Eighteen militiamen are on trial in the east of the Democratic Republic of Congo on charges of raping 46 children.
Some of the victims from the village of Kavumu were just 18 months old.
The men allegedly targeted young girls between 2013 and 2016 because a spiritual adviser told them that the blood of virgins would grant them supernatural protection.
The alleged militia leader, Frederic Batumike, a provincial legislator, and the other defendants deny the charges.
Rights groups hope the trial will help to end a culture of rape as a tool of war in DR Congo.
"The start of the trial is a strong signal in the fight against impunity," Jean Chrysostome Kijana, an activist representing the victims, told Reuters news agency.
Proceedings started 10 hours late and lasted only 20 minutes on Thursday, during which time the defendants' names were read aloud.
The case has been particularly difficult to investigate because the victims were so young.
"Their families were often asleep when the alleged rapes occurred," Reuters reports.
Villagers believed a magic powder was being used to induce sleep, investigative journalist Lauren Wolfe told BBC Newsday:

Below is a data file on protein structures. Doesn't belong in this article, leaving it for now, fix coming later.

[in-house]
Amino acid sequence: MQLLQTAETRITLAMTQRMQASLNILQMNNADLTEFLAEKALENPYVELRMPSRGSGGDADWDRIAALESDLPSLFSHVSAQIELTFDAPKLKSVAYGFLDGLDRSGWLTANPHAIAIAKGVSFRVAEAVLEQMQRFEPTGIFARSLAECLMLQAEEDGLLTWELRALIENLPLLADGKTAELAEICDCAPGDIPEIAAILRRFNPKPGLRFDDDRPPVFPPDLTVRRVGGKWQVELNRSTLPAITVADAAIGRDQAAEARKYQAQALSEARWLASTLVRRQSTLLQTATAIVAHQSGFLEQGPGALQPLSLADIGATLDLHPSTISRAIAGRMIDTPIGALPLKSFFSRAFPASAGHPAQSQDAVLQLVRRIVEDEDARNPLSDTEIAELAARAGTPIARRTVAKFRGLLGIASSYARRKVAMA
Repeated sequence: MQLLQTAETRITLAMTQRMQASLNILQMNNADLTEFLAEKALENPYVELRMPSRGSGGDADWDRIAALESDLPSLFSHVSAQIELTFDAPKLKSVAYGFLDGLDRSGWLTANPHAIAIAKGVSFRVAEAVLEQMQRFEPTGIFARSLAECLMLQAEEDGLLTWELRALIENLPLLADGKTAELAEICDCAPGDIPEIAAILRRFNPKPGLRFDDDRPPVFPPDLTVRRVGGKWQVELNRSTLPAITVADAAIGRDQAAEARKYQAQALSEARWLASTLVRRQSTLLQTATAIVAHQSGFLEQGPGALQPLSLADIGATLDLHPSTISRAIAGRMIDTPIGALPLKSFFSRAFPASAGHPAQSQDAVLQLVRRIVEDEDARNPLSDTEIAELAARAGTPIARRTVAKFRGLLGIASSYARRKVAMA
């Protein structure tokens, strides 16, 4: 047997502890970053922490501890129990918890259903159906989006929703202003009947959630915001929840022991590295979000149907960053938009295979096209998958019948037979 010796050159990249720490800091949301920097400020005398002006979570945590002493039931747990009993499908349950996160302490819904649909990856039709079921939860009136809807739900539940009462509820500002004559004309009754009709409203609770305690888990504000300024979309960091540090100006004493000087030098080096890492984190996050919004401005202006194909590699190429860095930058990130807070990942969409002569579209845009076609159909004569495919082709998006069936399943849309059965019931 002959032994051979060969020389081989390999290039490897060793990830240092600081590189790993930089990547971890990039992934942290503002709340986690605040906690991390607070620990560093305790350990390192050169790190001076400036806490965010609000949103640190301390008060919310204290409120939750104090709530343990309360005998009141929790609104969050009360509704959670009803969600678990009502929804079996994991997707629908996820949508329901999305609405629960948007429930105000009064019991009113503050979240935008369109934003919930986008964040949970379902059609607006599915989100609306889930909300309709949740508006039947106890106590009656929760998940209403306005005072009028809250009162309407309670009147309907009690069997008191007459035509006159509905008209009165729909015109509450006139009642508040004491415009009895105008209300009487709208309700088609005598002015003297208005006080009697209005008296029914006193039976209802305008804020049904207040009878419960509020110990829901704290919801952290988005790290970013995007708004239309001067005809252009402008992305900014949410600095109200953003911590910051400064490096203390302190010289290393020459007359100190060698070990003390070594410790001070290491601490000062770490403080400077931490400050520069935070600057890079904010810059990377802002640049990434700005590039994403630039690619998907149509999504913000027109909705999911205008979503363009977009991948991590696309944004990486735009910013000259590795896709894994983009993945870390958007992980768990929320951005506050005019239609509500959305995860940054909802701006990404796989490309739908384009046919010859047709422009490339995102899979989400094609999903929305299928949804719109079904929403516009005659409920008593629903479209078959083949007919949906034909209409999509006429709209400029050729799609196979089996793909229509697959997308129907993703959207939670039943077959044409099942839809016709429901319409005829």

"I thought... Could they [the attackers] be using some kind of herbal anaesthetic? It actually turned out to be true. They were."
She said the militiamen had been illegally squatting on an "extremely fertile" plantation previously owned by a German botanist who was murdered in 2012.
Following more than 20 years of conflict, much of eastern DR Congo is under the control of various militia groups.
The Democratic Republic of Congo was labelled "the rape capital of the world" by Margot Wallstrom, the former UN special representative on sexual violence in conflict.
Writing in The Guardian, Wolfe says that two years ago "one UN official resigned out of frustration at the UN's continued failure to halt the atrocities" in Kavumu.